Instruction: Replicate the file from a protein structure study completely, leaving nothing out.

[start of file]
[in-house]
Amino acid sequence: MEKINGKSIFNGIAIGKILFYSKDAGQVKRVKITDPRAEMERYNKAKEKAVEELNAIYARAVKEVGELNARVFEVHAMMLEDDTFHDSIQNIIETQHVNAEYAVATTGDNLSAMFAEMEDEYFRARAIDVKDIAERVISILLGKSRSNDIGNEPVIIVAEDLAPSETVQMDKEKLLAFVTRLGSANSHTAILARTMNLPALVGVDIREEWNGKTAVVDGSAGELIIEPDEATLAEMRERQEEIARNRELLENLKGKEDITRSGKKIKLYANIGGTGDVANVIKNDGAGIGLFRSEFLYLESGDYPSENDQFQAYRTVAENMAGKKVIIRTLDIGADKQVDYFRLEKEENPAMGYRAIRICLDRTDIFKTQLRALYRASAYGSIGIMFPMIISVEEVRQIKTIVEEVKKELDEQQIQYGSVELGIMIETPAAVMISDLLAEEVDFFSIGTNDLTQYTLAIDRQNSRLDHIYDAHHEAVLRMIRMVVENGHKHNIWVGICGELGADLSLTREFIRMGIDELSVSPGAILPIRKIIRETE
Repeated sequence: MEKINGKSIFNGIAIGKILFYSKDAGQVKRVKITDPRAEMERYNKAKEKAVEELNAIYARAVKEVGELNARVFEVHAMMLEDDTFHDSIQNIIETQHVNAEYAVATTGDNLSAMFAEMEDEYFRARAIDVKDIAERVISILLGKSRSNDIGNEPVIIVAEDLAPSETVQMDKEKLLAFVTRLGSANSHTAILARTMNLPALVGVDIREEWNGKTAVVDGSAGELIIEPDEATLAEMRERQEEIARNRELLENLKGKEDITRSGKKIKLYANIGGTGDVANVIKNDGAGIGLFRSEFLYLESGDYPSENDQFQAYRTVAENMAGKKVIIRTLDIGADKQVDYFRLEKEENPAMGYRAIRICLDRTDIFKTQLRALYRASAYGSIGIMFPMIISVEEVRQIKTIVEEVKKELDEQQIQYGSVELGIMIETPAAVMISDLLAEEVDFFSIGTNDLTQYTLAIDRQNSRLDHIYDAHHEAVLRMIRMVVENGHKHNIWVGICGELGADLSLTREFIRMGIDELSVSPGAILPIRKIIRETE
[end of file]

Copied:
[in-house]
Amino acid sequence: MEKINGKSIFNGIAIGKILFYSKDAGQVKRVKITDPRAEMERYNKAKEKAVEELNAIYARAVKEVGELNARVFEVHAMMLEDDTFHDSIQNIIETQHVNAEYAVATTGDNLSAMFAEMEDEYFRARAIDVKDIAERVISILLGKSRSNDIGNEPVIIVAEDLAPSETVQMDKEKLLAFVTRLGSANSHTAILARTMNLPALVGVDIREEWNGKTAVVDGSAGELIIEPDEATLAEMRERQEEIARNRELLENLKGKEDITRSGKKIKLYANIGGTGDVANVIKNDGAGIGLFRSEFLYLESGDYPSENDQFQAYRTVAENMAGKKVIIRTLDIGADKQVDYFRLEKEENPAMGYRAIRICLDRTDIFKTQLRALYRASAYGSIGIMFPMIISVEEVRQIKTIVEEVKKELDEQQIQYGSVELGIMIETPAAVMISDLLAEEVDFFSIGTNDLTQYTLAIDRQNSRLDHIYDAHHEAVLRMIRMVVENGHKHNIWVGICGELGADLSLTREFIRMGIDELSVSPGAILPIRKIIRETE
Repeated sequence: MEKINGKSIFNGIAIGKILFYSKDAGQVKRVKITDPRAEMERYNKAKEKAVEELNAIYARAVKEVGELNARVFEVHAMMLEDDTFHDSIQNIIETQHVNAEYAVATTGDNLSAMFAEMEDEYFRARAIDVKDIAERVISILLGKSRSNDIGNEPVIIVAEDLAPSETVQMDKEKLLAFVTRLGSANSHTAILARTMNLPALVGVDIREEWNGKTAVVDGSAGELIIEPDEATLAEMRERQEEIARNRELLENLKGKEDITRSGKKIKLYANIGGTGDVANVIKNDGAGIGLFRSEFLYLESGDYPSENDQFQAYRTVAENMAGKKVIIRTLDIGADKQVDYFRLEKEENPAMGYRAIRICLDRTDIFKTQLRALYRASAYGSIGIMFPMIISVEEVRQIKTIVEEVKKELDEQQIQYGSVELGIMIETPAAVMISDLLAEEVDFFSIGTNDLTQYTLAIDRQNSRLDHIYDAHHEAVLRMIRMVVENGHKHNIWVGICGELGADLSLTREFIRMGIDELSVSPGAILPIRKIIRETE